A study found that people who brushed their teeth less than twice a day for less than two minutes had an increased risk for heart diseases.
Brushing your teeth twice a day for at least two minutes may lower the risk of cardiovascular diseases, a new study suggests.
Previous studies have found a link between heart disease and periodontal disease – a condition marked by gum infection, gum inflammation and tooth damage.
Taking care of your teeth isn’t a proven way to prevent heart disease. While there appears to be some connection between oral health and heart disease, more research is needed to fully understand it.
Still, many studies have shown a connection between gum disease (periodontitis) and other serious conditions, including heart disease.
Research suggests that periodontitis is associated with an increased risk of developing heart disease and that people with chronic gum disease have increased thickness of their neck blood vessels.
There is also a strong correlation between diabetes and cardiovascular disease, and evidence that people with diabetes benefit from professional teeth cleanings.
A separate study published last month in the journal Hypertension found that gum disease appears to worsen blood pressure and interferes with medications to treat hypertension.
Poor dental health also poses a risk to people with heart valve problems, Bolger said.
Dr Ann Bolger, a cardiologist and professor of medicine emeritus at the University of California, San Francisco, said, “I spend an inordinate amount of time talking to (heart valve patients) about their teeth because we know certain heart valve infections can be associated with poor oral health.”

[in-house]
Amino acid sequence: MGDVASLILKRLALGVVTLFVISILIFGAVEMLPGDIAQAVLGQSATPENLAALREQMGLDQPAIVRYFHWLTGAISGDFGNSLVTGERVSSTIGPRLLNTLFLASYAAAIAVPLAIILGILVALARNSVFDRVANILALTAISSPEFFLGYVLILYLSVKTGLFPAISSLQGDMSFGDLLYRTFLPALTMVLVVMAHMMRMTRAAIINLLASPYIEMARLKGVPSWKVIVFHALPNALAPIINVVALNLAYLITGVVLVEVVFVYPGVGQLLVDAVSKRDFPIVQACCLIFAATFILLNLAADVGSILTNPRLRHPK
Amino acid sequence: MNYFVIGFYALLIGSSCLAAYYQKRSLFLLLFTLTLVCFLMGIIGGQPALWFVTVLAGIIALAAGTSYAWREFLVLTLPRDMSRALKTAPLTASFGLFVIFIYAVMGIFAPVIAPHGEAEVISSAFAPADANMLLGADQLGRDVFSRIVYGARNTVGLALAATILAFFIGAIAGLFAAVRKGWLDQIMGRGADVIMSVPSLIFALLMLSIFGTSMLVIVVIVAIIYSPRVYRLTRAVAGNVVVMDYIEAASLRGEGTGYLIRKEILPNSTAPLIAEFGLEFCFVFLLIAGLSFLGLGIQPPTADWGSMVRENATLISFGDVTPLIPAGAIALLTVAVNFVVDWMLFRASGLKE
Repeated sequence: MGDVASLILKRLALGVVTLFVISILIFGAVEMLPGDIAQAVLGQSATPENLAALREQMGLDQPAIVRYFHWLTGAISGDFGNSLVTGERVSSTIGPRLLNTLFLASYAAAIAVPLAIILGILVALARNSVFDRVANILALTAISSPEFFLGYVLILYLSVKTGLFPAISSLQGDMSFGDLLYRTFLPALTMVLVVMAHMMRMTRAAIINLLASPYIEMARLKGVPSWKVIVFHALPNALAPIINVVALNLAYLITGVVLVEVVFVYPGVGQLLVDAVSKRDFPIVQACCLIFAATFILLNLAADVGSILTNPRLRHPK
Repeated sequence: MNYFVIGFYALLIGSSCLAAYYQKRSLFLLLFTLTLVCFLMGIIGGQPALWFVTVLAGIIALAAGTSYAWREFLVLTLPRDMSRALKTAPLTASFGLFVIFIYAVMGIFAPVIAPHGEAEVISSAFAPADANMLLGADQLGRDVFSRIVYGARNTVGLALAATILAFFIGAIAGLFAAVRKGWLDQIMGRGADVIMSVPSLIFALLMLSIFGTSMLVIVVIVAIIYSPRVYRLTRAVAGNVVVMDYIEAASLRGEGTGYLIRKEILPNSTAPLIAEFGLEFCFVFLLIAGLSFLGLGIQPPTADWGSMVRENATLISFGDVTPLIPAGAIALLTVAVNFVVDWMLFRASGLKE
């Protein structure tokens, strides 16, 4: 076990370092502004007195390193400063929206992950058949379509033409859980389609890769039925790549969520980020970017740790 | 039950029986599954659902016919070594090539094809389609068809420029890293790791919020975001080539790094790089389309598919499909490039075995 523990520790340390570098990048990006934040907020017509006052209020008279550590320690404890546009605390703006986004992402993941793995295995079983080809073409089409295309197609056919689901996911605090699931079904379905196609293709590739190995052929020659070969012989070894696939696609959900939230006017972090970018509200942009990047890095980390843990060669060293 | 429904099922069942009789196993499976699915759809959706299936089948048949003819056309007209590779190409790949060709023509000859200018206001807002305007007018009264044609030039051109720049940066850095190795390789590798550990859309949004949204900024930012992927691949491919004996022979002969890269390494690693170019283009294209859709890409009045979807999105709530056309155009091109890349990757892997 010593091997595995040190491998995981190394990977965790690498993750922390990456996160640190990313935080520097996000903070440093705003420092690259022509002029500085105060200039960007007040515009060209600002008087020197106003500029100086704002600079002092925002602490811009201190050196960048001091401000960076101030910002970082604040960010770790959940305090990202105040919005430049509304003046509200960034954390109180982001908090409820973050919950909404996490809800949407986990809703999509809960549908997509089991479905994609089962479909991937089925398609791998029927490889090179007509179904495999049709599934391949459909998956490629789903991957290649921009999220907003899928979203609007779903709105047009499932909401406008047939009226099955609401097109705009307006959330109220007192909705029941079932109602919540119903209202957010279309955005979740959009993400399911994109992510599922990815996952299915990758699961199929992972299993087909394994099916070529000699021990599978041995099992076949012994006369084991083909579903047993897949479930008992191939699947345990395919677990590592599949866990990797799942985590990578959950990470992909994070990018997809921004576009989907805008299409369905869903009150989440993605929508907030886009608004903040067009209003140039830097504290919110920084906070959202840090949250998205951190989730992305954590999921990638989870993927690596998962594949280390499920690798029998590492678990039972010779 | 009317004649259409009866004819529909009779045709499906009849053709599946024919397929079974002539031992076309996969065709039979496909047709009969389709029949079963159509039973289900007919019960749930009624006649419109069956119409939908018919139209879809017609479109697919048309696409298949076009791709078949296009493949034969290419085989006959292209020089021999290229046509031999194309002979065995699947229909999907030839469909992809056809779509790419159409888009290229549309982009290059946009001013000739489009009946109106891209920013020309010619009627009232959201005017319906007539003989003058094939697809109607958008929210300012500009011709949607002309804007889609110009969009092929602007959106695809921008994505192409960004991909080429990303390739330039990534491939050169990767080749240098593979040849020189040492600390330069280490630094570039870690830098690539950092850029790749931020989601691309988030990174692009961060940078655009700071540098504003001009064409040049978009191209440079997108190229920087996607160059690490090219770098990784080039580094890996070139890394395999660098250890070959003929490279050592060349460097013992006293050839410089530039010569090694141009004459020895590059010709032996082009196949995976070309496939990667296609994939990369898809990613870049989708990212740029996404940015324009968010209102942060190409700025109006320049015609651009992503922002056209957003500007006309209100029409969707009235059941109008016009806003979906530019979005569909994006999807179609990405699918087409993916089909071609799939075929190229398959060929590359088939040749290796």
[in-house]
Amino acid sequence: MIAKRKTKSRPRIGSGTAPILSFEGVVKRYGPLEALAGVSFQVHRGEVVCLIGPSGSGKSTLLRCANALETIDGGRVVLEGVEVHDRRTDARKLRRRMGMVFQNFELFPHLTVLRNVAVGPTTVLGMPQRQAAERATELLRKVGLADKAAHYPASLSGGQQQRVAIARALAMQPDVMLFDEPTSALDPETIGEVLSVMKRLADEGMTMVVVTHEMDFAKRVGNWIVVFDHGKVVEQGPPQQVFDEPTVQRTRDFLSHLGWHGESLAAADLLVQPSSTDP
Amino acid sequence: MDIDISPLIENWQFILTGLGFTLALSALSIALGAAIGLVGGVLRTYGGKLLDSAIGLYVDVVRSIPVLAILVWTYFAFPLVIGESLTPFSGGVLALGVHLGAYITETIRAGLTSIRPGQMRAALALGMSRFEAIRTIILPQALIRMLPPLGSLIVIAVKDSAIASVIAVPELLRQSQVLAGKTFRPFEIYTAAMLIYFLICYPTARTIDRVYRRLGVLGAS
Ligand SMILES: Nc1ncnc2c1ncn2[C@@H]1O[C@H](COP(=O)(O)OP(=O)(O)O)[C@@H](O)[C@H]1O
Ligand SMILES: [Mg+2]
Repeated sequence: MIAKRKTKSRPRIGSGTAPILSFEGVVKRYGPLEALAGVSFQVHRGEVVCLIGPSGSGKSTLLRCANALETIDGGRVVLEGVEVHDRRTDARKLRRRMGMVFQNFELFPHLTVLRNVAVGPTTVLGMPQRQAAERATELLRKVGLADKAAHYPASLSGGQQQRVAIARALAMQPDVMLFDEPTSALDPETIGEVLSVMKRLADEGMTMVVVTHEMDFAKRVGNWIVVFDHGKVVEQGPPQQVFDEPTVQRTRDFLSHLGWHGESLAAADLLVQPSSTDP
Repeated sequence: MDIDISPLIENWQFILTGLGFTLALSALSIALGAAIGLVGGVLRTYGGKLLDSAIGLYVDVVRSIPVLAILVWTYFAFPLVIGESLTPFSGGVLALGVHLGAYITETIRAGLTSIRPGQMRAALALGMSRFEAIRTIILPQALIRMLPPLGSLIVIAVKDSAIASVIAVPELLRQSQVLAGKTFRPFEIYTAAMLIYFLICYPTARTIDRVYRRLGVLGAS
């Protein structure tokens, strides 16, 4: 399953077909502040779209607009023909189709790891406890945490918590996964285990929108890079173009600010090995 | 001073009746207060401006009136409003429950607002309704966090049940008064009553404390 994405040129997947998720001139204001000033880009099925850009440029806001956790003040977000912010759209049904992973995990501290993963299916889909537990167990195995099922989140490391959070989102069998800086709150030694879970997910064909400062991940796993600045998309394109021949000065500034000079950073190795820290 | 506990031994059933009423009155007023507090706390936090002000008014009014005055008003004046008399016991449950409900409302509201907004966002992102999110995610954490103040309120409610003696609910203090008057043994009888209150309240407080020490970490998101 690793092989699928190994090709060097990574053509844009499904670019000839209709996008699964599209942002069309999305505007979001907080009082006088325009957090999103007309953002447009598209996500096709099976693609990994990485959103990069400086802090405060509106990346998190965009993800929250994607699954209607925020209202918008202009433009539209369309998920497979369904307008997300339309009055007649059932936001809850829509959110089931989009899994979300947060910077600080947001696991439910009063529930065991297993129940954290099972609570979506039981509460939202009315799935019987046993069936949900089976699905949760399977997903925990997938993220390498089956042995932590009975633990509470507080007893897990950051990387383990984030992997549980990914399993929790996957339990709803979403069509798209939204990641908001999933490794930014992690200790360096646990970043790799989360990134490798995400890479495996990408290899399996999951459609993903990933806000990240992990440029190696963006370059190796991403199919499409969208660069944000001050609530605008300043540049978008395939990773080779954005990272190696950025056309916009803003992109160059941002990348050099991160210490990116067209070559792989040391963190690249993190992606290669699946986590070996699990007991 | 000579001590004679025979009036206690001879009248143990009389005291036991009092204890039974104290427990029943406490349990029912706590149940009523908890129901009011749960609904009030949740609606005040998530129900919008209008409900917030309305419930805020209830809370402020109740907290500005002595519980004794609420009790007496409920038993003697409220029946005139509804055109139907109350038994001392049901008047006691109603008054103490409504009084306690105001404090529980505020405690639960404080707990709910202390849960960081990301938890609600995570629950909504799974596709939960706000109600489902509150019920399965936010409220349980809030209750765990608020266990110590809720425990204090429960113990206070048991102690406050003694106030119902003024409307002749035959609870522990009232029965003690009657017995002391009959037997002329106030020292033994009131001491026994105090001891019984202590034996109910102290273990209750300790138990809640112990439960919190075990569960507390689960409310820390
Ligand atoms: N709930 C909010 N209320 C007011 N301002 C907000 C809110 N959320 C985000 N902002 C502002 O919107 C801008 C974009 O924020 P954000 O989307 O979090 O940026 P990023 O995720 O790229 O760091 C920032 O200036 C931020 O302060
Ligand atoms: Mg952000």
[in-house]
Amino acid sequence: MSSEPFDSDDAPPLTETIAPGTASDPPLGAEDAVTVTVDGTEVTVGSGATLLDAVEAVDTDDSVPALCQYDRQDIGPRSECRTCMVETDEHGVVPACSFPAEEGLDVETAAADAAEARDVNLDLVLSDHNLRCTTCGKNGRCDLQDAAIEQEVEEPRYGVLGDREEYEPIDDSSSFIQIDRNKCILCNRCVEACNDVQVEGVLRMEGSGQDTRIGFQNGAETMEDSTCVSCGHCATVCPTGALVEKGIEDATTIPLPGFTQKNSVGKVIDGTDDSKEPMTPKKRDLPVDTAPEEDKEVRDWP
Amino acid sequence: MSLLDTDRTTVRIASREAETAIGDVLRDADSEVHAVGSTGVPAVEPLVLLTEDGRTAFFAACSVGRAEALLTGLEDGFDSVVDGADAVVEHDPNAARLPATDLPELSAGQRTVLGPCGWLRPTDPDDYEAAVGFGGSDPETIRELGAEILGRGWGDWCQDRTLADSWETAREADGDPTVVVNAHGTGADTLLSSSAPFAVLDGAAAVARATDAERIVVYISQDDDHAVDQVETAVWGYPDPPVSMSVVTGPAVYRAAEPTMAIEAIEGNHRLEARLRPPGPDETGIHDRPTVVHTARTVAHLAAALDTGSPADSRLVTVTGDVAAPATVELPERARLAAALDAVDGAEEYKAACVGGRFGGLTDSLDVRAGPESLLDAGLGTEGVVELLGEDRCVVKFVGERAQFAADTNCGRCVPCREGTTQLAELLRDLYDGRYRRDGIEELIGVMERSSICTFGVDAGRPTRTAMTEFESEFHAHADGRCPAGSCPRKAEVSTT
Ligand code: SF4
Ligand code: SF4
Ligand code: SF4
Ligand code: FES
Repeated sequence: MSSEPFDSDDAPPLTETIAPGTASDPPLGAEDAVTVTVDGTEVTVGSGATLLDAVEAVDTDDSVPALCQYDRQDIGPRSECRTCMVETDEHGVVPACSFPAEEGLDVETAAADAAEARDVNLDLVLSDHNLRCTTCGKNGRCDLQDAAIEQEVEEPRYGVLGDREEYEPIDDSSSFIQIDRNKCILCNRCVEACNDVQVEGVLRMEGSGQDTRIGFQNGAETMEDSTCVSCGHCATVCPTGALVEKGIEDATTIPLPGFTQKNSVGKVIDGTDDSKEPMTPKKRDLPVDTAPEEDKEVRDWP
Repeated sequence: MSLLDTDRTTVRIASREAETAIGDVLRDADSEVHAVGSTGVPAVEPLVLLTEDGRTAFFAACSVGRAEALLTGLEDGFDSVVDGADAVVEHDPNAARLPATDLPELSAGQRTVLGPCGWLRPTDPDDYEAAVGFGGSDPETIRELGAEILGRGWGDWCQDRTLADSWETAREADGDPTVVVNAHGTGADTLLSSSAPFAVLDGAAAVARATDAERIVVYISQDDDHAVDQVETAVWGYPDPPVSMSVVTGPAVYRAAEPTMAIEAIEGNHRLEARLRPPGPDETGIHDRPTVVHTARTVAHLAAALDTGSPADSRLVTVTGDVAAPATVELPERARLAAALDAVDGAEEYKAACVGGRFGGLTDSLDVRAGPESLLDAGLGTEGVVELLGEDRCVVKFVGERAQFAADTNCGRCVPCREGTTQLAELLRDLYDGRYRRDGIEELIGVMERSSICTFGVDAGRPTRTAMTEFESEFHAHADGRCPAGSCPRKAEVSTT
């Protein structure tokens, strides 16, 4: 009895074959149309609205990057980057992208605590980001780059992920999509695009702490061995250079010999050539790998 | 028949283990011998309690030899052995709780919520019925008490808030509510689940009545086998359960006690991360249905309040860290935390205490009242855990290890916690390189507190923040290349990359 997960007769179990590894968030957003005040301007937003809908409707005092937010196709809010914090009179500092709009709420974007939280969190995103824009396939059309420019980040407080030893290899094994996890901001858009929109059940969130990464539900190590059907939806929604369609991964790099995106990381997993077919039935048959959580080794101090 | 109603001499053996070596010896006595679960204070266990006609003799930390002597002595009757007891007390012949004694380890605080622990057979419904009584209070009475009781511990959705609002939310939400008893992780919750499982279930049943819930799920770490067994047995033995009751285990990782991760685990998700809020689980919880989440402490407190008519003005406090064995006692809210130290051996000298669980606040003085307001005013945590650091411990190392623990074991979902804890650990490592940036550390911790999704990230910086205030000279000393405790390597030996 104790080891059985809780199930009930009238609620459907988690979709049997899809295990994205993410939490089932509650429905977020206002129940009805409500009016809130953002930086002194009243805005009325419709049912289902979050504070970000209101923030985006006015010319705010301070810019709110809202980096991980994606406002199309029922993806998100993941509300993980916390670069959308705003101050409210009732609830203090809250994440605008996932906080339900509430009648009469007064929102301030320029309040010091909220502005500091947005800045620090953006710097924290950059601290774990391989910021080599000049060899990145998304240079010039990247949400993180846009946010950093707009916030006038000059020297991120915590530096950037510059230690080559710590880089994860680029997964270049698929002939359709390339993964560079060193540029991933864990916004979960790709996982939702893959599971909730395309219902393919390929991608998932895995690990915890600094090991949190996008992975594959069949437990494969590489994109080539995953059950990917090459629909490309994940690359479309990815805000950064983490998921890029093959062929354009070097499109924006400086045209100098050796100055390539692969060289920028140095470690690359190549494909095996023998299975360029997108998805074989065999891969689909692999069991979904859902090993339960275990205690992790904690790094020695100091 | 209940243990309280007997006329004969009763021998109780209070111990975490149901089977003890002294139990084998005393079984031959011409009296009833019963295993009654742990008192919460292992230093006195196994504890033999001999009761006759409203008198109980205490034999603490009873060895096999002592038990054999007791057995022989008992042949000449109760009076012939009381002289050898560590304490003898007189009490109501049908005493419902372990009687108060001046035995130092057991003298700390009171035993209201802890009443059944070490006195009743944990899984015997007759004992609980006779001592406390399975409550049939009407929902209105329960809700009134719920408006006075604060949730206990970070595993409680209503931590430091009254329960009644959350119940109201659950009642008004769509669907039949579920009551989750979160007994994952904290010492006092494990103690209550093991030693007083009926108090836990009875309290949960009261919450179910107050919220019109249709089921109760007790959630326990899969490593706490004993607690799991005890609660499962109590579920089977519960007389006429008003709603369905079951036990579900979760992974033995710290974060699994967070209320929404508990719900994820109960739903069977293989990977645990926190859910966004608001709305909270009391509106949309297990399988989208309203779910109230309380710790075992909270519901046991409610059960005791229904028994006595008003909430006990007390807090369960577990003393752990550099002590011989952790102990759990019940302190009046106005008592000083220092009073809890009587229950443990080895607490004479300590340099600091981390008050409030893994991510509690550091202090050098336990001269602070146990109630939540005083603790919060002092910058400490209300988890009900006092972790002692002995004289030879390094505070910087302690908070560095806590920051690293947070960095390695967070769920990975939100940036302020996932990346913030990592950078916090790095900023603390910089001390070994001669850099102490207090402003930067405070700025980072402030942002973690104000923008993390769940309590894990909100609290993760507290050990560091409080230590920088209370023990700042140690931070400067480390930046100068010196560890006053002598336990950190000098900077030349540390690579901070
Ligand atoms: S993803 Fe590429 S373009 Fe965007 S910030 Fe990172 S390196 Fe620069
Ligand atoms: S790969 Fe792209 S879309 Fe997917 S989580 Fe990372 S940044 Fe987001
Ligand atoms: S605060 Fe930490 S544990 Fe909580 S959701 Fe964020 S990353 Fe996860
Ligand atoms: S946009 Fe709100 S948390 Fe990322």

This latest research “is a good reminder that the mouth is an important part of a person’s entire health and simple, daily behaviours that improve health are incredibly important,” she added.
The American Dental Association recommends brushing your teeth twice a day for two minutes with fluoride toothpaste.
“It’s a low-risk, low-cost option that we know has other benefits even beyond the scope of what this study is trying to investigate,” Bolger said. “There’s no reason not to recommend someone do this.”
Even though oral health isn’t a key to heart disease prevention, it’s important to take care of your teeth and gums:
- Brush your teeth at least twice a day.
- Floss daily.
- Replace your toothbrush every three months — or sooner if the bristles become bent.
- Schedule regular dental check-ups and cleanings.
If you’re concerned about heart disease prevention, ask your doctor about proven ways to reduce your risk – such as stopping smoking and maintaining a healthy weight.
Source: Health 24